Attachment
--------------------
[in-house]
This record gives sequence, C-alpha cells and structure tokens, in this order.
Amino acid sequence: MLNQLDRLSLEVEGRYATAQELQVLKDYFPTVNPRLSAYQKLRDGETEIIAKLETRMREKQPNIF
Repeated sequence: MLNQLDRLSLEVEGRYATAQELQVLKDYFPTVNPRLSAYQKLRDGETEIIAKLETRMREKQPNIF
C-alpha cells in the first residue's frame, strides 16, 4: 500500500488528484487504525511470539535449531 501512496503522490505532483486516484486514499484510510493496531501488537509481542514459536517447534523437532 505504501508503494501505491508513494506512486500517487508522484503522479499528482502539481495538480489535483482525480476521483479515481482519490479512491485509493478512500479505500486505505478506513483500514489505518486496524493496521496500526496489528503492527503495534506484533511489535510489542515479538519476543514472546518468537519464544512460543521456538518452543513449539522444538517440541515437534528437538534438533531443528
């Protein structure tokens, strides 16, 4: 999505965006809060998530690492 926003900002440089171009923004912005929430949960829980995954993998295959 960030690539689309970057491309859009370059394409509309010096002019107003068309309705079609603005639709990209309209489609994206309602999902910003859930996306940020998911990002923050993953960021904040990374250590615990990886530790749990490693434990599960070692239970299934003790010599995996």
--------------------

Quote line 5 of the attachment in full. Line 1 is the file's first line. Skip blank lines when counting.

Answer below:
C-alpha cells in the first residue's frame, strides 16, 4: 500500500488528484487504525511470539535449531 501512496503522490505532483486516484486514499484510510493496531501488537509481542514459536517447534523437532 505504501508503494501505491508513494506512486500517487508522484503522479499528482502539481495538480489535483482525480476521483479515481482519490479512491485509493478512500479505500486505505478506513483500514489505518486496524493496521496500526496489528503492527503495534506484533511489535510489542515479538519476543514472546518468537519464544512460543521456538518452543513449539522444538517440541515437534528437538534438533531443528